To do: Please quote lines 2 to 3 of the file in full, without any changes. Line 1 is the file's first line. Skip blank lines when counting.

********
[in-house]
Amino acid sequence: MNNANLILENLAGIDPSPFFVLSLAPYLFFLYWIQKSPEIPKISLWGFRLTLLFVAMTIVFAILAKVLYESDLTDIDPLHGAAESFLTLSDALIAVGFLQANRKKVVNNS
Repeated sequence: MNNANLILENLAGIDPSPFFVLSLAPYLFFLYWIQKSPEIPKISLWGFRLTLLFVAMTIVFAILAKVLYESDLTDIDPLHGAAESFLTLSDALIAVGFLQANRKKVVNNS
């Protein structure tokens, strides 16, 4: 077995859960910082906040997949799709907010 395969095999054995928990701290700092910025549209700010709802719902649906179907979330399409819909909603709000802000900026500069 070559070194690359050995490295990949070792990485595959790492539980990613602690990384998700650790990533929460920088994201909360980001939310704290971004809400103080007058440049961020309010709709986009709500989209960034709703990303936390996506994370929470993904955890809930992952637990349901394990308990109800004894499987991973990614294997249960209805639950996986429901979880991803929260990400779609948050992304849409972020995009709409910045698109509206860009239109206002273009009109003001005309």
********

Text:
Amino acid sequence: MNNANLILENLAGIDPSPFFVLSLAPYLFFLYWIQKSPEIPKISLWGFRLTLLFVAMTIVFAILAKVLYESDLTDIDPLHGAAESFLTLSDALIAVGFLQANRKKVVNNS
Repeated sequence: MNNANLILENLAGIDPSPFFVLSLAPYLFFLYWIQKSPEIPKISLWGFRLTLLFVAMTIVFAILAKVLYESDLTDIDPLHGAAESFLTLSDALIAVGFLQANRKKVVNNS